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An Interview With Dave Bacon

This week, ScienceBlogs gets entangled with Dave Bacon of The Quantum Pontiff as part of our ongoing ScienceBlogger interview series.

What’s your name?
Dave M. Bacon. Yep, those initial spell a sound like “dumb.”

What do you do when you’re not blogging?
I’m a research assistant professor at the University of Washington where I study quantum computing. My main appointment is in the Department of Computer Science & Engineering and I have an adjunct appointment in the Department of Physics. Also while I’m not blogging, I like to ski, hike, make wine, carve stones, and daydream.

More below the fold…

What is your blog called?
The Quantum Pontiff

What’s up with that name?
I like to pontificate. And I love quantum theory. Seemed a natural. For a while my blog was the top hit for the word “pontiff,” which I’m certain means there is a file on me in the Vatican somewhere.

How long have you been blogging, anyway?
Since September, 2003.

Where are you from and where do you live now?
I grew up in the small town of Yreka, California, located about 15 minutes south of the California/Oregon border. This is the “real” northern California (don’t let people from San Francisco trick you; the SF Bay Area is most certainly central California). Yreka is most famous for the fact that “Yreka Bakery” backwards is “Yreka Bakery.” I now live in Seattle, Washington, which is an awesome city — but don’t tell anyone, we’re trying to keep it a secret.

Would you describe yourself as a working scientist?
Well, most days I try to get work done, but often times my work only seems to make science go backwards.

Any educational experiences or degrees you’d like to mention?
I have a double B.S. from Caltech in Physics and in Literature. Those are called the “no jobs” majors (although having a B.S. in literature, as opposed to, say, a B.A., is kind of a cool pun). Since you can’t get a job with those majors, after graduating from Caltech in 1997 I went to U.C. Berkeley where I got a Ph.D. in theoretical physics.

What are your main academic interests, in or out of your field?
I’m interested in all things in physics and computer science. My field sits squarely between these fields, so I get to spy on both and learn all sorts of interesting things. I also like to play their stereotypes off each other for maximum fireworks. In truth I find both cultures and their science equally fascinating. My main interest, for about as long as I can remember, is understanding what the heck quantum theory actually is. Nearly every year I think I learn a little more about the crazy theory and my biggest hope is that by the time I grow old, I’ll have made peace with it.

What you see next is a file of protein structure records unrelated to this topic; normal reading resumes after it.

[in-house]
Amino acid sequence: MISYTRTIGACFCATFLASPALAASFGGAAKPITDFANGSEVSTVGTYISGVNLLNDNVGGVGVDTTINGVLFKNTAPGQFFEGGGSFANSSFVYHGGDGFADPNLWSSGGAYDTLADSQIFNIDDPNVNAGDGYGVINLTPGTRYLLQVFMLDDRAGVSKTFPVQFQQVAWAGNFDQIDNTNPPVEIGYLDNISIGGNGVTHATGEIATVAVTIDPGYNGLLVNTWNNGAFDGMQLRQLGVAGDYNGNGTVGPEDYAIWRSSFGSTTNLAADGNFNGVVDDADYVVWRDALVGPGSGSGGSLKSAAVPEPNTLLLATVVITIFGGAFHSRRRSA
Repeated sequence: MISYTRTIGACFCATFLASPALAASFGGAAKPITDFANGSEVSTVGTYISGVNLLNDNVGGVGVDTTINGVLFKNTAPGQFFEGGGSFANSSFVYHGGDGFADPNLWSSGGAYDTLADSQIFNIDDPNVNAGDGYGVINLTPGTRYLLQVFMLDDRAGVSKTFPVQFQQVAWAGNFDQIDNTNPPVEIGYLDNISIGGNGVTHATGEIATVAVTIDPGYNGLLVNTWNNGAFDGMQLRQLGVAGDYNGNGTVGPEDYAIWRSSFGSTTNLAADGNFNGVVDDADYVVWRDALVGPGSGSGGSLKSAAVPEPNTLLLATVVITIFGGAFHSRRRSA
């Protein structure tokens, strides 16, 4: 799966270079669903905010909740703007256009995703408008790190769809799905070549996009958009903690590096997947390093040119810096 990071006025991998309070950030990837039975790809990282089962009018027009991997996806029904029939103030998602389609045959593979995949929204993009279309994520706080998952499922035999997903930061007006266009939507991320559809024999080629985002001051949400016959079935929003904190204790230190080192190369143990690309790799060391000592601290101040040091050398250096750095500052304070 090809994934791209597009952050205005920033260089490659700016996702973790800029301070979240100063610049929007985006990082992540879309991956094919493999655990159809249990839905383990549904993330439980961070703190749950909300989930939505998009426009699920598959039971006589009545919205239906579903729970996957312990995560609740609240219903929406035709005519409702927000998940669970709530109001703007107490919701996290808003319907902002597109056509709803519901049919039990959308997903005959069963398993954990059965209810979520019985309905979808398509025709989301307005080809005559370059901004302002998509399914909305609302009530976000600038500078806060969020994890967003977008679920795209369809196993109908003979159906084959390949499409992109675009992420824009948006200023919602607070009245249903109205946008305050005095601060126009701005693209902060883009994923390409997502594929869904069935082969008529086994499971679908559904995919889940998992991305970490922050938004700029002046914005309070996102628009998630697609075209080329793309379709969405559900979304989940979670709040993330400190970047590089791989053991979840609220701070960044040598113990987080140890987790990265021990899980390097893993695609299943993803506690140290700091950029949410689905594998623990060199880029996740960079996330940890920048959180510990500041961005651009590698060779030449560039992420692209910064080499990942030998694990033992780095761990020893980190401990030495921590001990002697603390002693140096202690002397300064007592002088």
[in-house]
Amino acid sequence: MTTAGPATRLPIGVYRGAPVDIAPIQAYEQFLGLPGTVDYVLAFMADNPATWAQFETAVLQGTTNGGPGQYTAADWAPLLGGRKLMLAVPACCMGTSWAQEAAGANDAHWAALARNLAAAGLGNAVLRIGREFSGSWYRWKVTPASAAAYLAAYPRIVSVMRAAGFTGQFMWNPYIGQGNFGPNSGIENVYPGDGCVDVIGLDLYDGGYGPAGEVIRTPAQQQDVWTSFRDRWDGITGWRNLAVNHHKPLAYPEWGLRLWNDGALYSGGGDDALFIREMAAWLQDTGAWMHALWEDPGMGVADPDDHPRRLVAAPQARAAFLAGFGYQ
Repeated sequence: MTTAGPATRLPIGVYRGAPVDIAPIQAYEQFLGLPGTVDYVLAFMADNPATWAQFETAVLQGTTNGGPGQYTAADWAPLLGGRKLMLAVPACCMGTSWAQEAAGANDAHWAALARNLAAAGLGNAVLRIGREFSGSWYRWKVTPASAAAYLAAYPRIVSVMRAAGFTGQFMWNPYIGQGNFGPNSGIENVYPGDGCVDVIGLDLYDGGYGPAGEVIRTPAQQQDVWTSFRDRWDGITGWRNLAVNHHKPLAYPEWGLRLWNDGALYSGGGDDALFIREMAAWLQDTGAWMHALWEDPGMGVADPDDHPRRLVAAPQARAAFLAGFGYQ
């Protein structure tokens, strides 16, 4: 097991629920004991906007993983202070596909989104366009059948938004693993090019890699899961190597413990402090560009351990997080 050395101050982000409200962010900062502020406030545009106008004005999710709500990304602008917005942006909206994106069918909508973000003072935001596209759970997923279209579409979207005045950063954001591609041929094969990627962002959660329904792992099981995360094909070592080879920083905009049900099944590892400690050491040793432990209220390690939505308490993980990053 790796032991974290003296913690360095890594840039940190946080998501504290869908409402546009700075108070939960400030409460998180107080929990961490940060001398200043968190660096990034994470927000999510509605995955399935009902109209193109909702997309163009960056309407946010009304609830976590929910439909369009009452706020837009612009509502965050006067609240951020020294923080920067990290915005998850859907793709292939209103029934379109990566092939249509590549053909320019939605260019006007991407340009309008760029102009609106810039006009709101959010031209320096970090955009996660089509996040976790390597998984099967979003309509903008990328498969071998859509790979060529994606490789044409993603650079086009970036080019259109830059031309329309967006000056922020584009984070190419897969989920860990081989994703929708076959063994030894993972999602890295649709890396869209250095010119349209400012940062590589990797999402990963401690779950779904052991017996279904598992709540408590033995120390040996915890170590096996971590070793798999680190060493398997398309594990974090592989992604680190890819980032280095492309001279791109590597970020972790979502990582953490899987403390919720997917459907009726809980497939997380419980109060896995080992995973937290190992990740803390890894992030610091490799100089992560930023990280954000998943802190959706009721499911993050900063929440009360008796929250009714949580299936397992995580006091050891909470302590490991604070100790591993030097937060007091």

Last book you read?
A Mathematician’s Apology by G.H. Hardy. Mathematicians have a lot to apologize for, but unfortunately Hardy didn’t apologize enough.

What is your idea of a perfect day?
One where I experience something new, create something new, or learn something new. Did I mention I like creating and creativity?

What’s your greatest habitual annoyance?
People who are without a sense of when they are in the way and people who can’t properly form a line. Can you tell my roots are British? Those Brits are great at forming a queue.

Who are your favorite heroes of fiction?
Not exactly a hero, per se, but I love the portrayal of a physicist in Good Benito. I’m a big sucker for all portraits of scientists in fiction.

Your favorite heroes in real life?
I’ll take Richard Feynman for the brilliance and wit, Jerry Rice for the work ethic and determination, Joe Montana for the perseverance and cool, my wife for her vision, Cormac McCarthy for the prose, Jorge Luis Borges for the puzzles with infinity, and my handicapped sister for her Zen-Buddha nature.

What’s your most marked characteristic?
I’ve got a loud laugh. Or so I’ve been told by my office neighbors who come by and shut my door.

What’s your fatal flaw?
Like nearly all physicists, I possess a lot of extralusionary intelligence (i.e. I believe because I know physics and physics is hard, I therefore am certainly qualified to talk about subjects outside of what I know, since they are all easier than physics).

Who are your favorite writers?
Philip K. Dick, Thomas Pynchon, Alan Lightman, William Faulkner, Neal Stephenson, Jorge Luis Borges, and Cormac McCarthy.

What would you like to be?
When I was little I wanted to be an astronaut or a ‘cutter doctor’ (i.e. a surgeon). These days I want to be an awesome dad, and the person who figures out something interesting about quantum theory.


  1. #1 Jonathan Vos Post
    December 28, 2007

    Great interview of a fascinating man, who lives in the Labyrinth of Jorge Luis Borges, trying to decide whose paranoia better matches reality (Philip K. Dick or Thomas Pynchon), while discussing Caltech alumni reunions with Alan Lightman, in a cryptohistorical simulation by Neal Stephenson, as told by the unreliable narrators in William Faulkner and Cormac McCarthy. Oh, and on quantum gravity blues guitar with Richard Feynman accompanying on bongos.

  2. #2 Dave Briggs
    December 28, 2007

    I like Dave Bacon and enjoy his blog very much! Let’s face it, Dave B’s seem to have a certain something about them! LOL!
    Dave Briggs :~)

  3. #3 Ian
    December 28, 2007

    So if we see him drive by, do we give him a wave – or a particle?!